Geography and Landforms:
Alabama is comprised of coastal plains at the Gulf of Mexico sloping into hills and broken terrain in the north. Two thirds of the state are covered by the East Gulf Coastal Plain, including swamps. Above the coastal plain is the Appalachian Piedmont. The highest point in Alabama is Cheaha Mountain at 2,407 feet, near Lineville. Major rivers include the Tombigbee, the Alabama, the Tennessee and the Chattahoochee. Russell Cave National Monument, near Bridgeport, is the site of caves that were inhabited continuously from 6000 B.C. to A.D. 1650.
The first European to explore Alabama was Alonzo Alvarez de Pineda of Spain, who explored the Gulf of Mexico from Florida to Mexico in 1519, including the area we now call Mobile Bay. The Spaniard Panfilo de Narvaez attempted to start a colony in 1528 along the Florida Gulf Coast, but was unsuccessful. Hernando de Soto, also from Spain, explored the Southeast, coming into conflict with Chief Tuskaloosa in the Battle of Maubila in 1540. De Soto destroyed the Indian village and most of its more than 2,000 residents. Another Spaniard, Don Tristan de Luna failed to establish a permanent Spanish colony on the Alabama Florida coast between 1559 and 1561.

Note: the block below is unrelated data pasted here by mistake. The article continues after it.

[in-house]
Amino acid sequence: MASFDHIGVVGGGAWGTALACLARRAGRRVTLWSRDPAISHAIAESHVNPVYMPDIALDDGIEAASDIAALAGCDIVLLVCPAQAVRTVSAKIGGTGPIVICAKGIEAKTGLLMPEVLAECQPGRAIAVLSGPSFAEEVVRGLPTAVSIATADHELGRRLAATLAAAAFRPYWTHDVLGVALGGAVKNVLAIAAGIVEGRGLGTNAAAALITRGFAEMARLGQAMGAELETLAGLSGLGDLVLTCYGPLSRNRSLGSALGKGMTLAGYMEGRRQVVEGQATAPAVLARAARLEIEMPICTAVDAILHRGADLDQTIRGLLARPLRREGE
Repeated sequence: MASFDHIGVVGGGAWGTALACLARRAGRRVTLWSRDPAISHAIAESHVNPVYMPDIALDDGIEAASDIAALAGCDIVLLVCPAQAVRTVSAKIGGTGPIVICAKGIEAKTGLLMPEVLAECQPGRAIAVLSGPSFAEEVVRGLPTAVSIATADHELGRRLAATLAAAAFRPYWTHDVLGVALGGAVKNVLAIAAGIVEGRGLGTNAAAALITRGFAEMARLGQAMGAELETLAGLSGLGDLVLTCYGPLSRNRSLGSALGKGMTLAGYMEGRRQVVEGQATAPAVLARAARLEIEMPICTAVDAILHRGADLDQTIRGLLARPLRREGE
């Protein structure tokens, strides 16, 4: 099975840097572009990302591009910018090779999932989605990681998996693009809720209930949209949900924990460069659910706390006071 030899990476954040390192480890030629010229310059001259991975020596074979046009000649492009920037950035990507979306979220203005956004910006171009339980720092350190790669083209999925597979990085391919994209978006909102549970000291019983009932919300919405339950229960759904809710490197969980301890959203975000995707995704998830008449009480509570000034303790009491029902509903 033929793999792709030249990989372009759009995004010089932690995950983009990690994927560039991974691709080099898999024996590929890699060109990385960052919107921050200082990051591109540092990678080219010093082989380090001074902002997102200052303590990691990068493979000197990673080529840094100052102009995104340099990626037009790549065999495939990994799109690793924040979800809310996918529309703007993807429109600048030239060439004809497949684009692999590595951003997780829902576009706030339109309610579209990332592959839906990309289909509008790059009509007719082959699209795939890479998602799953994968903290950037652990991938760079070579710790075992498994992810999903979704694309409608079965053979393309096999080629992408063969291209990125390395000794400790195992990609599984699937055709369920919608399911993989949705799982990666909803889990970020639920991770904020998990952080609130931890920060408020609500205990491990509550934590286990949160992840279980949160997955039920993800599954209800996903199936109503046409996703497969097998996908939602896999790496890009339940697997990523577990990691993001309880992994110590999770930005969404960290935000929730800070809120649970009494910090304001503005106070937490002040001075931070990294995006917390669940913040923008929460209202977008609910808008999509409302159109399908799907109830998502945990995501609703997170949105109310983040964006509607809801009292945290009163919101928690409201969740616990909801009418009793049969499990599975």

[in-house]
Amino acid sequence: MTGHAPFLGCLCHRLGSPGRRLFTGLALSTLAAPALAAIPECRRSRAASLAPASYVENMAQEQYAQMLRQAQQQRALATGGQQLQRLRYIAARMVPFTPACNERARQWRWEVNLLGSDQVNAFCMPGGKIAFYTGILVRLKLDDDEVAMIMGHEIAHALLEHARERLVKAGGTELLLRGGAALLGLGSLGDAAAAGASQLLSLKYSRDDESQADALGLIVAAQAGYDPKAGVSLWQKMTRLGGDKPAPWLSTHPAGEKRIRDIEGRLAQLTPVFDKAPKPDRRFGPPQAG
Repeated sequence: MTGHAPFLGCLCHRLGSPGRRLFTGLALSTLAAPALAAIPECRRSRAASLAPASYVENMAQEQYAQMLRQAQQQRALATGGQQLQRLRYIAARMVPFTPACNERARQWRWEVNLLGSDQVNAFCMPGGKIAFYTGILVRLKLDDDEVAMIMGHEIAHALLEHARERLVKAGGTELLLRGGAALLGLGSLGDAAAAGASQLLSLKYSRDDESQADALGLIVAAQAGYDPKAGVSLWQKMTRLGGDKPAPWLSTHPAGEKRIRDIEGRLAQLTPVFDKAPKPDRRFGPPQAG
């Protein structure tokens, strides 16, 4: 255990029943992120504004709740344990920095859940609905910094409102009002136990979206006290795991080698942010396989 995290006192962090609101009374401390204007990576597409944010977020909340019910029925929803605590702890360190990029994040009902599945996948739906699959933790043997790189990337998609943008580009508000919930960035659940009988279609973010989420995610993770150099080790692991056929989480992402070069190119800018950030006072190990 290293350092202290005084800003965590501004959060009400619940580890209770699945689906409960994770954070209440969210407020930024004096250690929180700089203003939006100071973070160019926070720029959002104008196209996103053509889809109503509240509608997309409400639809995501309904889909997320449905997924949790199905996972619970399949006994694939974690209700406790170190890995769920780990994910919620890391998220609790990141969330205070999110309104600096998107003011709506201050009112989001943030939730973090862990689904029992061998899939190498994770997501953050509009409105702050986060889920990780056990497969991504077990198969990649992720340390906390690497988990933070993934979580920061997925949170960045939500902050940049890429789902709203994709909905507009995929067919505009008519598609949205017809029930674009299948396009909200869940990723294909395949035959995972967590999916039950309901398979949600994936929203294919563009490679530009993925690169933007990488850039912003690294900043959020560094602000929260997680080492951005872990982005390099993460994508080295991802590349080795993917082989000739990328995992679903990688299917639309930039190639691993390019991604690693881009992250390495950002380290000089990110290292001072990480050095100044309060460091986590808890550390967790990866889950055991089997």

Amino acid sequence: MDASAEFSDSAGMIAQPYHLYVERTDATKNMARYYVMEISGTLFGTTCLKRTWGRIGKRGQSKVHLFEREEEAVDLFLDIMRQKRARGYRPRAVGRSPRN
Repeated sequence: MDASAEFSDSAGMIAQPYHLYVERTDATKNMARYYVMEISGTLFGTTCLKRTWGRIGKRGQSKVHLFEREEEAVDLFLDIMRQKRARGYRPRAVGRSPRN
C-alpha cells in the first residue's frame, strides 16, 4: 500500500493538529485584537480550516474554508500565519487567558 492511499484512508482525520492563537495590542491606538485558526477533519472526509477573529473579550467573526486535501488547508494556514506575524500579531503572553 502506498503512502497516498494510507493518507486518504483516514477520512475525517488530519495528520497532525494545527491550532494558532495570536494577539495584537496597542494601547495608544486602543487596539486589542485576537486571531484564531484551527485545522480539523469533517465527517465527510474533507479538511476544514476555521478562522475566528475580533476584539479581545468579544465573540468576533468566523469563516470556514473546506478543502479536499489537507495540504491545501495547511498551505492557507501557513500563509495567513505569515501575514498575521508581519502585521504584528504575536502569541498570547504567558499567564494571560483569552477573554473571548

About half of Alabama's area is devoted to agriculture, and the state ranks third in US broiler chicken production. Cotton is the chief agricultural crop, along with peanuts and vegetables.
The first inhabitants of the area we now call Alabama were semi-nomadic hunter-gatherers who lived in caves or in the open countryside around 10,000 years ago. Eventually, people began to build temporary shelters, and expanded their diet to include shellfish found in the Gulf of Mexico. They made spears (called atlatls) and used them to hunt small game. By about 4,000 years ago, these people had begun to create distinctive pottery, and then built more permanent houses, developed bows and arrows, and learned to cultivate maize and squash.
Books Related To Alabama
Bird - Angela Johnson
Fake ID - Walter Sorrells
The Hanging Woods - Scott Loring Sanders
Hard Times for Jake Smith - Aileen Kilgore Henderson
Inside Out and Back Again - Lai Thanhha
Looking for Alaska - John Green
Miss Spitfire: Reaching Helen Keller - Sarah Miller
Singing Hands - Delia Ray
The Stones of Mourning Creek - Diane Les Becquets
The Thanksgiving Visitor - Truman Capote
Walking to the Bus-Rider Blues - Harriette Gillem Robinet
Y is for Yellowhammer: An Alabama Alphabet - Carol Crane
|December 14, 1819
Places to Visit in Alabama: (Click the links to learn more.)